Are you ready to save time and become more efficient with your Excel spreadsheets? If you are analyzing data and creating reports regularly, Pivot Tables and VLOOKUPs will make your life much easier.
Pivot Tables are a powerful feature that allows you to easily summarize your data from a table or list of data quickly and accurately.
With PivotTables, PPC specialists can:
- Summarize data in easy to manage formats
- Quickly compare subsets of data
- Reveal patterns and relations in the data
- Allow for fast analysis and create actionable insights
Let’s say I want to see impressions, clicks and cost segmented out by search engine. I can easily create a pivot table to show the total metrics by search engine.
Here are the steps:
- Select the Data you want to summarize.
- Click Insert a Pivot Table
- Select the Pivot Table target location. In this case, I chose to show the pivot table in a new worksheet.
Now that Excel knows what the data is, you now have the opportunity to slice and dice the data any way you choose.
- Select the unique identifier the pivot table will organize your data by, and drag it into the “Row Labels” section. In this example, we want to see the data segmented by publisher.
- Drag the performance metrics you wish to see to the “Values” section. In this case, I chose Impressions, Clicks and Cost.
- You can then select whether you want to see the count, sum, average etc of the data by clicking on the upside down triangle and click “Value Field Settings”.
And that is a basic Pivot Table! We now see impressions, clicks and cost by each publisher in an easy to manage view. From here, you can edit the formatting and take action on your findings.
VLOOKUPs are another very useful, timesaving excel function. They are great for searching through hundreds of rows of data or looking up data in a different location in your workbook.
Let’s say we want to compare conversions month over month for your keywords. Once we pull the two keyword reports for each month, we can easily use a VLOOKUP to find out which keywords saw the biggest increase/decrease.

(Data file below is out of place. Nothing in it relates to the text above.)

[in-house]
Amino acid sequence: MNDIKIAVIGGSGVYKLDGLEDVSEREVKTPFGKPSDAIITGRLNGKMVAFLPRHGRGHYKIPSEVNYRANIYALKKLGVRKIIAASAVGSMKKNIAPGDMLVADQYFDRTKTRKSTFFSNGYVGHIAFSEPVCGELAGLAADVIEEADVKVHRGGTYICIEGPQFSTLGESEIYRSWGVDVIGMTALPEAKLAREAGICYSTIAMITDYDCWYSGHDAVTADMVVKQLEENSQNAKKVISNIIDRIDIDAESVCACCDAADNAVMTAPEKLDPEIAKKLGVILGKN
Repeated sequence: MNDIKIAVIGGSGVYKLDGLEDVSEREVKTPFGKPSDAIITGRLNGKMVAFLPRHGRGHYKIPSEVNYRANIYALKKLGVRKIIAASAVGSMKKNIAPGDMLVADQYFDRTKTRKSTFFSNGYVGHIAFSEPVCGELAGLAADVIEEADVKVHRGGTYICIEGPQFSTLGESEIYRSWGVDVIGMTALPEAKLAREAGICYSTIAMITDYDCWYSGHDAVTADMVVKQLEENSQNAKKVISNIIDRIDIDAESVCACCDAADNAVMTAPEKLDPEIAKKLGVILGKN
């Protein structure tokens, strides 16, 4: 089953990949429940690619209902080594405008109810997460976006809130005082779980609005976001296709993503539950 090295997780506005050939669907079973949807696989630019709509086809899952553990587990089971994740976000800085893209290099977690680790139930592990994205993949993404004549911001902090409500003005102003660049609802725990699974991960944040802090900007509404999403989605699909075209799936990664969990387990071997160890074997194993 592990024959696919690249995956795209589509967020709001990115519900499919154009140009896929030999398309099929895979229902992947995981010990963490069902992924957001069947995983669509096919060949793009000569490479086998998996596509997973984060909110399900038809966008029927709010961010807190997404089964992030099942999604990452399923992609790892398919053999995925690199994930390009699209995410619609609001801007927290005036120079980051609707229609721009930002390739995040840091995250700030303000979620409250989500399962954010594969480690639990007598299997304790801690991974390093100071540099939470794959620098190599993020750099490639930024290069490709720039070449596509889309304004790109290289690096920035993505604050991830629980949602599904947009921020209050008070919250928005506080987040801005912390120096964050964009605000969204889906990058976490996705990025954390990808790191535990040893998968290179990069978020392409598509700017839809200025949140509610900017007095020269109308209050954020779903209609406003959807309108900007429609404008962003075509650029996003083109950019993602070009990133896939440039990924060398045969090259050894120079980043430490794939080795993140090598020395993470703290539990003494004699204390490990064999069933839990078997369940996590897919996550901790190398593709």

There are four questions that need to be answered when doing a VLOOKUP:
- What are you looking for? (aka the lookup_value)
- Where are you looking for it? (aka the table_array)
- Which column exactly are you looking for? (aka col_index_num)
- True or False? (Keep reading to learn more about the True or False parameter in detail)
Here are the steps:
- Enter the following formula: =VLOOKUP(lookup_value, table_array, col_index_num, range_lookup) by filling in the following parameters:
- lookup_value: The value you want to find in the lookup value column (A4)
- table_array: The table range containing columns for both the lookup and return values (A4:E49)
- col_index_num: The column number that contains the return value (5 since conversions is the 5th column)
- [range_lookup]: optional parameter – Enter True if the data is sorted alphabetically or false if the data is not sorted
- Hit Enter to get the return value.
Pro Tip: If you are looking to drag the formula down and apply it to the rest of a table, you must use the $ sign. If the formula is dragged down without the $ sign, the values could be wrong.
And that’s how you do a VLOOKUP! From here, you can add an additional column for percent change to see which keywords saw the biggest increase/decrease in conversions.
Both pivot tables and VLOOKUPs are essential when dealing with large amounts of data. The most important benefit is the fact that you can make fast actionable insights from large data sets. They will make your life easier and save you time overall!